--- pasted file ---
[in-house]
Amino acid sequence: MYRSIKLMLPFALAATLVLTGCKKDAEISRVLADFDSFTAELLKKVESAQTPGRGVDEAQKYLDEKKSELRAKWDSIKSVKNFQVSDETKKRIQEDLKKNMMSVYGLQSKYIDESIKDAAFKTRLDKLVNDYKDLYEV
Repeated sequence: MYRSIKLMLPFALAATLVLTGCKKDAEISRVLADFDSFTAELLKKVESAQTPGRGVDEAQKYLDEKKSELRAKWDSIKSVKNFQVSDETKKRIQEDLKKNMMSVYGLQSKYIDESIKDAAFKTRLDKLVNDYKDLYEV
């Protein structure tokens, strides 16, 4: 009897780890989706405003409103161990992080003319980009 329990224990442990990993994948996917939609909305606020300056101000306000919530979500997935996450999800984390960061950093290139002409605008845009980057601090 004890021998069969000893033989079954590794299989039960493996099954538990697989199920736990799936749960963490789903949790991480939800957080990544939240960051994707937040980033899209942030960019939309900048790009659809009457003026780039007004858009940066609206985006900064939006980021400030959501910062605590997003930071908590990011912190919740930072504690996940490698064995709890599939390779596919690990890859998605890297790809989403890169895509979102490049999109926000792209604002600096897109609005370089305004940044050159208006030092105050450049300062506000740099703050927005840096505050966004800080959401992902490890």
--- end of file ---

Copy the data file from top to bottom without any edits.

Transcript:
[in-house]
Amino acid sequence: MYRSIKLMLPFALAATLVLTGCKKDAEISRVLADFDSFTAELLKKVESAQTPGRGVDEAQKYLDEKKSELRAKWDSIKSVKNFQVSDETKKRIQEDLKKNMMSVYGLQSKYIDESIKDAAFKTRLDKLVNDYKDLYEV
Repeated sequence: MYRSIKLMLPFALAATLVLTGCKKDAEISRVLADFDSFTAELLKKVESAQTPGRGVDEAQKYLDEKKSELRAKWDSIKSVKNFQVSDETKKRIQEDLKKNMMSVYGLQSKYIDESIKDAAFKTRLDKLVNDYKDLYEV
């Protein structure tokens, strides 16, 4: 009897780890989706405003409103161990992080003319980009 329990224990442990990993994948996917939609909305606020300056101000306000919530979500997935996450999800984390960061950093290139002409605008845009980057601090 004890021998069969000893033989079954590794299989039960493996099954538990697989199920736990799936749960963490789903949790991480939800957080990544939240960051994707937040980033899209942030960019939309900048790009659809009457003026780039007004858009940066609206985006900064939006980021400030959501910062605590997003930071908590990011912190919740930072504690996940490698064995709890599939390779596919690990890859998605890297790809989403890169895509979102490049999109926000792209604002600096897109609005370089305004940044050159208006030092105050450049300062506000740099703050927005840096505050966004800080959401992902490890």